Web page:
There are some really interesting points in this article, and the re-design of emacs is something I remember seeing on the /r/emacs sub-reddit a while ago. It looks really good!
I’ve yet to try the design out myself, but some day I will.
The active emacs theme following this article sees to be here: nano emacs.
It’s from https://github.com/rougier/elegant-emacs which is a precursor of the nano emacs theme. I tried to run it but in the end it took away too many UI elements that I was actually using.
Worth mentioning the modus-themes package (https://protesilaos.com/emacs/modus-themes), which introduces a color scheme for maximum accessibility. It will be included in emacs 28, but is probably too recent to be mentioned in the paper.
My key personal reflection is the number of things which I do because they bring me joy rather than actually being better. E.g. I use neon rainbow highlighting because it makes me happy.
I think he’s overstating the absence of margin for code because a majority of code bodies (as opposed to the header-like signatures), have at least one level of indentation, and 4-spaces looks a lot like standard margin. Right margin is more challenging because you want to be careful when reflowing code, and if your window width exceeds your max column count you get a kind of natural right margin.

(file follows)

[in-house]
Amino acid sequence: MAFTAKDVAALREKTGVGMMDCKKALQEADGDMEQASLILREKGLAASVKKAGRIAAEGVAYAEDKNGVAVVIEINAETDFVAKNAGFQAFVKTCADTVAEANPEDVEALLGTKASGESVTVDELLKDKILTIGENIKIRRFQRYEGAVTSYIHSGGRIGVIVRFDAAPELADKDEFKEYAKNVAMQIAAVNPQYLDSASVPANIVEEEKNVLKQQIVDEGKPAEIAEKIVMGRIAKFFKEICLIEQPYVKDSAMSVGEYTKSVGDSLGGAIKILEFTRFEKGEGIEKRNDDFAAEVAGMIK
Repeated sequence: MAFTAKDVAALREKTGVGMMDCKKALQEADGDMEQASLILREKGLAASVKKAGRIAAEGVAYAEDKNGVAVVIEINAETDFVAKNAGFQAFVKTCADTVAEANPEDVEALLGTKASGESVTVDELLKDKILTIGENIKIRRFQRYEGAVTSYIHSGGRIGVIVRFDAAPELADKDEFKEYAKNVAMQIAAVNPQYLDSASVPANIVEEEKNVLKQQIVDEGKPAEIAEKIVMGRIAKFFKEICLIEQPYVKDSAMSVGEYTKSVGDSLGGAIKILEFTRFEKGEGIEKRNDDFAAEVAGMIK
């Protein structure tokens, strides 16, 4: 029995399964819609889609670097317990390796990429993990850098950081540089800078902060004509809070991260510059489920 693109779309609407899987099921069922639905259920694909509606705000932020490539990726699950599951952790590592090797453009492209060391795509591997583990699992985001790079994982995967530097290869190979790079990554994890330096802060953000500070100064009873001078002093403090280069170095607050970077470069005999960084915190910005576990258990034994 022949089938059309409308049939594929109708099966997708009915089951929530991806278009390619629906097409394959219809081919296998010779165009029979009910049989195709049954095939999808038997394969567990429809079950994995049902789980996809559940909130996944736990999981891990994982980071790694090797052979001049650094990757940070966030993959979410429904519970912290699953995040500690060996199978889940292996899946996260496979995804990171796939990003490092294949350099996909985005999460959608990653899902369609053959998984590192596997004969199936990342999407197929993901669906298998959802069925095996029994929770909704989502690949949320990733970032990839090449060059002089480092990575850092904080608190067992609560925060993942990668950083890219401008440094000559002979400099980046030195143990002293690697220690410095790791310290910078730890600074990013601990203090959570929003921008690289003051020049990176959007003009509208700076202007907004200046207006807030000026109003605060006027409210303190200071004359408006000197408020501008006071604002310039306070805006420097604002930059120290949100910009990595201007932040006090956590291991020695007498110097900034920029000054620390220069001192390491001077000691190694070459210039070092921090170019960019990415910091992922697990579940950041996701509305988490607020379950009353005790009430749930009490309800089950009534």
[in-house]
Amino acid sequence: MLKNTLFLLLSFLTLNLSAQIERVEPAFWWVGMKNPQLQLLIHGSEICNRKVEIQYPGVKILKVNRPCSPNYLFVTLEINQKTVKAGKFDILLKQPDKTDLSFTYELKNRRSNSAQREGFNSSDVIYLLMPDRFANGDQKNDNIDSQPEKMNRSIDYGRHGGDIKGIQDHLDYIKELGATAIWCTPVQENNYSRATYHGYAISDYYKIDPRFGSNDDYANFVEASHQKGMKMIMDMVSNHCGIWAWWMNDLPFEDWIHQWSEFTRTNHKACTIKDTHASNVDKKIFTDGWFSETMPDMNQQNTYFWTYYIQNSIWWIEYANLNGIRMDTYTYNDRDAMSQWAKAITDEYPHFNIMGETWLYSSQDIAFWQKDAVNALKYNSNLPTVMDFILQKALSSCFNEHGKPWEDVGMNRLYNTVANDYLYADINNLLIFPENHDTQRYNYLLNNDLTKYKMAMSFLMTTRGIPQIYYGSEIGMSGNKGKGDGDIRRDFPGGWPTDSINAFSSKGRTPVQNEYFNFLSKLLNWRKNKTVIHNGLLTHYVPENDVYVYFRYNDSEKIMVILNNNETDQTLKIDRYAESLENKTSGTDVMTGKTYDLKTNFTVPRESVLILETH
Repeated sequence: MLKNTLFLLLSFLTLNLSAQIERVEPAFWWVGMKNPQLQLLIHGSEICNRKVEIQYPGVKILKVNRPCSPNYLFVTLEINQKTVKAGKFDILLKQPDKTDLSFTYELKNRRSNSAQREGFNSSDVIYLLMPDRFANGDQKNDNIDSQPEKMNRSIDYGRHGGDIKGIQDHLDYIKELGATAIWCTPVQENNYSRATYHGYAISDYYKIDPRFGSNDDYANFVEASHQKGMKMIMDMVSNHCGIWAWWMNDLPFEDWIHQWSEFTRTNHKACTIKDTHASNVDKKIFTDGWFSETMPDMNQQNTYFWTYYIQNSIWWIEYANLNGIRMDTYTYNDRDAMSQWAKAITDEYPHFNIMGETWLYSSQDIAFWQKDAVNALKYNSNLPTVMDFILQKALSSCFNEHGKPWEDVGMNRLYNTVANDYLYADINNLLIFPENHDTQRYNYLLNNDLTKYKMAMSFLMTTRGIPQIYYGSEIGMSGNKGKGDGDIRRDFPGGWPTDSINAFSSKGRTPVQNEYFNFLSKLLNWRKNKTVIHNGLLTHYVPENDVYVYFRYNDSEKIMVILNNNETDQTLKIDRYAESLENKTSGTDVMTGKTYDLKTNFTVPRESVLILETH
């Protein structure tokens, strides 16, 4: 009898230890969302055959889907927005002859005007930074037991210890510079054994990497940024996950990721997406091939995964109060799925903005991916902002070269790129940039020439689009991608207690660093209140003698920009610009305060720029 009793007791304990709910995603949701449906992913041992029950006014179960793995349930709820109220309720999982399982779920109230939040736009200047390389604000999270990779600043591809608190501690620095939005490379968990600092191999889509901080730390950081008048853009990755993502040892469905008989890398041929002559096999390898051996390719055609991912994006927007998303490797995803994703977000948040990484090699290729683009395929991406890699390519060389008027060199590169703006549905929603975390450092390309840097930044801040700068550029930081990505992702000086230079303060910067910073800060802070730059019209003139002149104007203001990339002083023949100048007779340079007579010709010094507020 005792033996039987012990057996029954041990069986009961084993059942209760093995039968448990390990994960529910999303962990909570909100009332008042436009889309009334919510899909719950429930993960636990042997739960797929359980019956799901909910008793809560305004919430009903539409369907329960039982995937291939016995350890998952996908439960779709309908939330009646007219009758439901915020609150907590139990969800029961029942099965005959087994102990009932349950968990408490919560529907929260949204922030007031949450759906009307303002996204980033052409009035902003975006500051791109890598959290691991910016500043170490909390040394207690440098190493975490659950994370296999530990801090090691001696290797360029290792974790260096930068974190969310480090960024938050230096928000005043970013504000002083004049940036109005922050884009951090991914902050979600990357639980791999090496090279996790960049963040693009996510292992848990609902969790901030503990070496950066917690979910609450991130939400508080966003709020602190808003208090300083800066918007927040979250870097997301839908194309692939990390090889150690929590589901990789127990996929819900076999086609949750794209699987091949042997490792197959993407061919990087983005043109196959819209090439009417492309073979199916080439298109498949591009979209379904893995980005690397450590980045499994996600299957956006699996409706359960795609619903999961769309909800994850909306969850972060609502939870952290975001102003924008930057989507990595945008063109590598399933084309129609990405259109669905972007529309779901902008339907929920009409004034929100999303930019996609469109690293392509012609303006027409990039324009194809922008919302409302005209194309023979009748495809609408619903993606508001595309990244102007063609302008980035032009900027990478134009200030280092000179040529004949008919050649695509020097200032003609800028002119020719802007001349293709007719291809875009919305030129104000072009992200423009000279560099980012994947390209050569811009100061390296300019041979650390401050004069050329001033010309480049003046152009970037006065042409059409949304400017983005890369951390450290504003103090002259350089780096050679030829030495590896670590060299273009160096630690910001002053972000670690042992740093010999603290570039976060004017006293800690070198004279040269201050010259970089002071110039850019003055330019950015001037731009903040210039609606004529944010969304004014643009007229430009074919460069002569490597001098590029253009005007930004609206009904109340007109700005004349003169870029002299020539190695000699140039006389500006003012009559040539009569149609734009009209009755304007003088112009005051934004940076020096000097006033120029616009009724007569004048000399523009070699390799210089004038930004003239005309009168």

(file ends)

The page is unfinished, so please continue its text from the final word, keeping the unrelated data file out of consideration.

The left window of inline comments was an interesting idea both visually and as an example of user style overriding the text representation of the code. I don’t often use inline comments because in the code that I write, it usually deserves paragraphs or sentences, or indicates a defect in the code, but I’m not sure how to inline edit that window since I can’t go to end of line anymore.